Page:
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Setting the course for modern King Solomon’s Mines

13 October 2016 Jonathan Faurie

Anyone who has ever spoken about Africa describes it as a continent that has immeasurable opportunities, but it’s also a continent which is defined by the challenges which countries fight to overcome.

In terms of the financial services industry, Africa is seen as the proverbial King Solomon’s Mines: an area of immeasurable opportunity. Africa is most certainly a former sleeping giant that is beginning to flex its muscles to take its rightful place on the global stage.

Six out of the ten fastest growing economies in the world come from Africa and many international investors are taking advantage of a growing middle class that has emerging spending power.

The need for change

Despite the fact that Africa is being seen as a land of endless opportunities, one of the biggest challenges that needs to be overcome by companies is the low levels of financial education which is endemic in Africa.

This is a situation which is trying to be resolved in South Africa through various initiatives which are being backed by government and the Financial Services Board (FSB). The success of these initiatives relies on the symbiotic relationship between government and the private sector through public private partnerships.

Speaking at the recently held seminar on financial education, Thabo Hollo – Head of Strategic Relationships and Consumer Financial Education at Nedbank – said that in some cases, financial education cannot take place without such partnerships.

“Nedbank recently rolled out a financial education programme at schools across the country, and the lessons we learned were significant to our future plans. One of the key lessons that we learned is that there can never be a one size fits all approach. Companies undertaking the issue of financial education need to tailor their message to their target audience because the challenges faced in one community differs from that faced in another,” said Hollo.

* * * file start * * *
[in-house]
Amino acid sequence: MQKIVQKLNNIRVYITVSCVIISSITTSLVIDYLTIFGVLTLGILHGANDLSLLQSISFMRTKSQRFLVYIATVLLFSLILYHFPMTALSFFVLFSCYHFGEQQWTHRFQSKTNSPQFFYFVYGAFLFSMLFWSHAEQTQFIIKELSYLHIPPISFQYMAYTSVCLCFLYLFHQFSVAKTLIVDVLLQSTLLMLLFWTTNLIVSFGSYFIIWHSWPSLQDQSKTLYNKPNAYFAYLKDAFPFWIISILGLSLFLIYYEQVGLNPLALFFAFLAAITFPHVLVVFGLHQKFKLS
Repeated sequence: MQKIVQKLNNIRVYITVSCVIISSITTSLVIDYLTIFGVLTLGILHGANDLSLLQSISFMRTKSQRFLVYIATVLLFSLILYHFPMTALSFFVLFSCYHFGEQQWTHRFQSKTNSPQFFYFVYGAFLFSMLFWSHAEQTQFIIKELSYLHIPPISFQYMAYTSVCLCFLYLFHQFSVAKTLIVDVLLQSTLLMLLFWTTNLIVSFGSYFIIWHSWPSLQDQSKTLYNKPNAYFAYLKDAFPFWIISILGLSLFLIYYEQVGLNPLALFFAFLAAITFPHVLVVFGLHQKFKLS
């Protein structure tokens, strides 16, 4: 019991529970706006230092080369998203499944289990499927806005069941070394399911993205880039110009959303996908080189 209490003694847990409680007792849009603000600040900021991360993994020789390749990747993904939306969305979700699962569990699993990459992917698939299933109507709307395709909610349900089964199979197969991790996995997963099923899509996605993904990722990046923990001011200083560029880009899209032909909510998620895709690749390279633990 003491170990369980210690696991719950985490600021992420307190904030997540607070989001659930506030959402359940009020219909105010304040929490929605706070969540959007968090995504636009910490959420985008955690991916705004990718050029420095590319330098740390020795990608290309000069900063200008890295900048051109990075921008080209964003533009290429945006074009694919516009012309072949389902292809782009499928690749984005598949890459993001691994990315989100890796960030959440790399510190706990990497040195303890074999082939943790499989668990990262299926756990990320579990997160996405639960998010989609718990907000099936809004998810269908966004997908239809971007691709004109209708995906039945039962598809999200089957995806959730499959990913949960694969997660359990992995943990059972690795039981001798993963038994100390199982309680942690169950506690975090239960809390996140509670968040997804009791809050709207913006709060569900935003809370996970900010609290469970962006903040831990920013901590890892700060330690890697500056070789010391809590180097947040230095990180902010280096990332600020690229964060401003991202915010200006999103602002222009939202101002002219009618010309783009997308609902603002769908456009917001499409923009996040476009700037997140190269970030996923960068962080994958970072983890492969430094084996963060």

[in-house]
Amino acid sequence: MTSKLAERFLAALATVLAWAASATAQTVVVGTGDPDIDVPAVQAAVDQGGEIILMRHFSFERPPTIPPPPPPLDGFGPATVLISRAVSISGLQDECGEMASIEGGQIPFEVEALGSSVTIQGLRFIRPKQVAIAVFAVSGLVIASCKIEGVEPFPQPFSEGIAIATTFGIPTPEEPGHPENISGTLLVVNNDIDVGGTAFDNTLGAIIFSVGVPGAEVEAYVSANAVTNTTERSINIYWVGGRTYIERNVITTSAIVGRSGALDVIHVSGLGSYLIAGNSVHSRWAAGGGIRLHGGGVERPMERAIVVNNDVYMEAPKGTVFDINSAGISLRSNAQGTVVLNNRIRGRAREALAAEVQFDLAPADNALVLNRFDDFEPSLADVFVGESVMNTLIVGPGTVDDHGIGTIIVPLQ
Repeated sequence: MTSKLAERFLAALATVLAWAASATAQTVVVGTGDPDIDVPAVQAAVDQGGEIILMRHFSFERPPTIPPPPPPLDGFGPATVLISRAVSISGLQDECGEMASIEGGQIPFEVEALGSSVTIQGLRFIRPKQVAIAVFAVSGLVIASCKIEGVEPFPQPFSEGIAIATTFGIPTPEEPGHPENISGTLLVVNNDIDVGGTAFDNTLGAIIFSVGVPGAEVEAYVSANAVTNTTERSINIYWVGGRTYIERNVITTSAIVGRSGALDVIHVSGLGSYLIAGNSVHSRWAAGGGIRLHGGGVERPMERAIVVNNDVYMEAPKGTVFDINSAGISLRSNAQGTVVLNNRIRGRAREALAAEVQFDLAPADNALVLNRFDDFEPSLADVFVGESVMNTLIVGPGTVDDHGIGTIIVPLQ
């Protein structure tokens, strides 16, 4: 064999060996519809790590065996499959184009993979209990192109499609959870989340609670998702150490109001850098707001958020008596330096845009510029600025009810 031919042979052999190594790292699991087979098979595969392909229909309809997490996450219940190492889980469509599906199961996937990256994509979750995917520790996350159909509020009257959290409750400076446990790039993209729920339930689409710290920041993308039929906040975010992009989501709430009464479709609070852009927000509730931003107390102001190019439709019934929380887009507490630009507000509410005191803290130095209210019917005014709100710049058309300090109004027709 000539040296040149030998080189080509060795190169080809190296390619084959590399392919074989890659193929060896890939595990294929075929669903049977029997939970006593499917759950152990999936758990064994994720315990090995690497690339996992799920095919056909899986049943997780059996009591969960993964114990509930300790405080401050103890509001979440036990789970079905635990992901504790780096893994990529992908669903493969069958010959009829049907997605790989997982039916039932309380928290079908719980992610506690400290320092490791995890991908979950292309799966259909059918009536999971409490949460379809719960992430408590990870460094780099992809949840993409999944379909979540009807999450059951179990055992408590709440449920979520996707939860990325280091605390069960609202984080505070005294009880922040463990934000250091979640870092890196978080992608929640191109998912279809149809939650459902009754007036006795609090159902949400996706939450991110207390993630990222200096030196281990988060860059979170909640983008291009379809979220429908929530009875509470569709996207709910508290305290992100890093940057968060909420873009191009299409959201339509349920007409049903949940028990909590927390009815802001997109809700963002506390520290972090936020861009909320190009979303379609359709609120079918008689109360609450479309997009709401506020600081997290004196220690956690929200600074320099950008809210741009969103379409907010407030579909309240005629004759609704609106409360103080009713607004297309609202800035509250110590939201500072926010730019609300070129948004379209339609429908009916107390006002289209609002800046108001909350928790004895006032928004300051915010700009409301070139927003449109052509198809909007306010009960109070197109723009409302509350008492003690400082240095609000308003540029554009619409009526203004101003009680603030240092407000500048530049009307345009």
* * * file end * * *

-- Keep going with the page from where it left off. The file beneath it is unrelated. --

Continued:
When reflecting on the programme itself, he said that in this day and age, consumer education should be a core strategy at any company that operates within the financial services industry. He also pointed out that companies who want to effectively carry out these programmes need to focus on building a model that encourages scale. “When we rolled out a financial education programme in 2015, we managed to reach over 200 000 people. However, only 1% of that population were able to get credit or earned enough to have debt. Scale is important when you are building a meaningful campaign,” said Hollo.

Technology is your friend

With the continent that has the second largest population in the world, the enormity of the task is immense. One would shudder to think the sheer scale of a programme that needs to target financial education at over one billion people.

While we are sitting trying to come to terms with this, we need to realise that technology is our friend. Statistics show that by 2030, there will be over 500 billion connected devices in the world. If we look at the world today, it is hard to realise that humans produce over 2.5 quintillion bytes of data a day and that 90% of the world’s historical data was created in the past two years.

Technology has been used to great effect across the continent. Jeremy Leach, CEO of Inclusivity Solutions, shows that by using technology, the potential for reaching people is unlike any other.

Reports show that MTN in Nigeria broke one million customers in a single year. Airtel Nigeria reached 200 000 customers within the first three weeks of the company being launched.

“We cannot define our desired future in terms of solving financial education only. We need a compelling vision on how the pieces of the puzzle fit together. However, addressing financial education can go a long way in working towards financial inclusion,” said Leach.

Examples from the north

For those wanting to roll out financial education programmes in South Africa, there are examples of how this can be effectively achieved throughout Africa. One such country is Namibia which has seen some measure of success.

Francois Brand, Manager at FinLit Initiative in Namibia, said that segmenting your population is the best way to achieve results. “You need to know the age demographics of your population and how you target them. The group within Namibia which needs the most education are school kids and pensioners. This means two distinct campaigns that target social media and radio advertisements; two distinct mediums of communication. What we have found is that the average financial literacy score in Namibia is 42 out of 100. We found that when we worked purely on knowledge, the average score went up to 52. So Namibians know what they need to do, but struggle to do it. We therefore need to focus on action,” said Brand.

Editor’s Thoughts:
Like with embracing technology, financial education is not something that insurers can drag their feet with. It needs to be resolved as a matter of urgency. At the end of the day, the risk of losing something is a stronger motivation for action than the possibility of gaining something.  Please comment below, interact with us on Twitter at @fanews_online or email me your thoughts jonathan@fanews.co.za.

Comments

Added by Pieter, 14 Oct 2016
Hi Jonathan

Kindly send me the contact address of Francois Brand of FinLit Initiative, Namibia.

Thanks, Pieter
0824468060
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